As for the dining experience, the bar was set high for us as we’ve been coming to this part of Portugal for the best part of 10 years and having previously owned a house in the area, we’ve learnt what little gems lie in the town serving up great quality and incredibly inexpensive seafood. To our delight, the unfussy menu did not disappoint here at Casa-Mae. Breakfasts consisted of modern, creative dishes like avocado served with fresh lime, dried orange and chia seeds, perfectly paired with rustic bread and poached eggs upon request. The lunch and dinner menus did not leave us short of choice, every dish looked amazing. Personal favourites were the sautéed prawns of all different sizes (a nice visual touch) and the open air ‘Churrasqueria’ which served up a delicious plate of charcoal grilled Corvina (croaker fish) with a side of kale and roasted vegetables.

Julio the farmer
Poached Monkfish & Broccoli
What is really amazing about the food at Casa Mae is its local sourcing with most of the fruit and vegetables being grown at their nearby farm. The farmer, the nature-loving Julio Machado, grows Kale, Strawberries, Cabbage, Beetroot to name just a few and hand rears chickens for delicious eggs too. The chickens here were some of the best kept we’ve seen! Not only do they roam the grounds freely but they also have a luxury hen house, complete with antique-style chairs and a chandelier fit for any French interior design show! Julio’s hard work and genuine care for his farm comes out in the incredible flavours of everything he produces, a lovely man with a simple yet incredibly idyllic lifestyle…we’re jealous!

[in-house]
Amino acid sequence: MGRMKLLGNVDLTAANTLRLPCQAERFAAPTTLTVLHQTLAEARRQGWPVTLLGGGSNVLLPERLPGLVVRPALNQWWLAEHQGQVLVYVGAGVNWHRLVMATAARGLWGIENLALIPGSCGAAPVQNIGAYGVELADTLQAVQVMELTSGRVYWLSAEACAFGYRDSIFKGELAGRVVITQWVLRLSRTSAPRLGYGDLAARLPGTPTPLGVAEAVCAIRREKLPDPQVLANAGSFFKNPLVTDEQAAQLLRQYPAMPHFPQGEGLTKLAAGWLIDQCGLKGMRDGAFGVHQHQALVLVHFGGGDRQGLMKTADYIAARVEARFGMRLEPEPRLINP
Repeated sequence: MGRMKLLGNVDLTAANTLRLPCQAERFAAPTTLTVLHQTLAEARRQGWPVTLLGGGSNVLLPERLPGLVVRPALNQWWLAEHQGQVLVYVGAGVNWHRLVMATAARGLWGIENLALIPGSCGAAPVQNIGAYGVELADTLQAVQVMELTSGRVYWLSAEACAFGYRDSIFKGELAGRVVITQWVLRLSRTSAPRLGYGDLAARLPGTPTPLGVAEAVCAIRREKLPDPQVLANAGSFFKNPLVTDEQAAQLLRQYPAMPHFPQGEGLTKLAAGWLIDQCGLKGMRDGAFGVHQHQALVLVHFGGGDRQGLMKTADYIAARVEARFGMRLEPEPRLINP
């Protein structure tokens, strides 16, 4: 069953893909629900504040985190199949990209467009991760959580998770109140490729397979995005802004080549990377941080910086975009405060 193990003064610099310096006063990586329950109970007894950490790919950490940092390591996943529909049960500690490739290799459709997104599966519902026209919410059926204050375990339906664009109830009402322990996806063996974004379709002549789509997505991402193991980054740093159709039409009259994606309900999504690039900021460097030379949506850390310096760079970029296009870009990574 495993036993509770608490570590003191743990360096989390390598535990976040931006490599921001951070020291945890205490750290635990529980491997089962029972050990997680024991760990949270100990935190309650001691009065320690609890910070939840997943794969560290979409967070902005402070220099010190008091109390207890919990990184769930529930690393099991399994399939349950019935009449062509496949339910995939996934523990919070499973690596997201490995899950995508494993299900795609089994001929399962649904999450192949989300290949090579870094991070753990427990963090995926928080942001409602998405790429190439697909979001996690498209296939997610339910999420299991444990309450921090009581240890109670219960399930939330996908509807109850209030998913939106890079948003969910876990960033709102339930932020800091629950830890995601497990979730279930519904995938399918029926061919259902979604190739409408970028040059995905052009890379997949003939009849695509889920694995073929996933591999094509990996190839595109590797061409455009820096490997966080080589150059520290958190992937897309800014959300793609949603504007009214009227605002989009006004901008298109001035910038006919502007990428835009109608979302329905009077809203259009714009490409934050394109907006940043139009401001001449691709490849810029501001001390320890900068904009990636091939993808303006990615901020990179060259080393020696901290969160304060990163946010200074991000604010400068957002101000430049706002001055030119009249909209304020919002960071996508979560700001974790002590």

Overall, our stay at Casa-mae has been an absolutely incredible experience. Not only is it in our favourite part of Portugal, styled to feel just like the town we know and love, but it is a friendly, calming oasis to kick back and relax in the dry heat of the sunny Algarve. We’re already counting down the days until we can come back !

Wednesday, 25 May 2016

Native, Covent Garden, London

Scanning Time Out online for a new place to have lunch yesterday I came across Native in the 'Everyone's Talking About' section of their app.  A glowing report from Time Out reviewer, Tania Ballantine, encouraged me to stroll down to 3, Neal's Yard to find out for myself.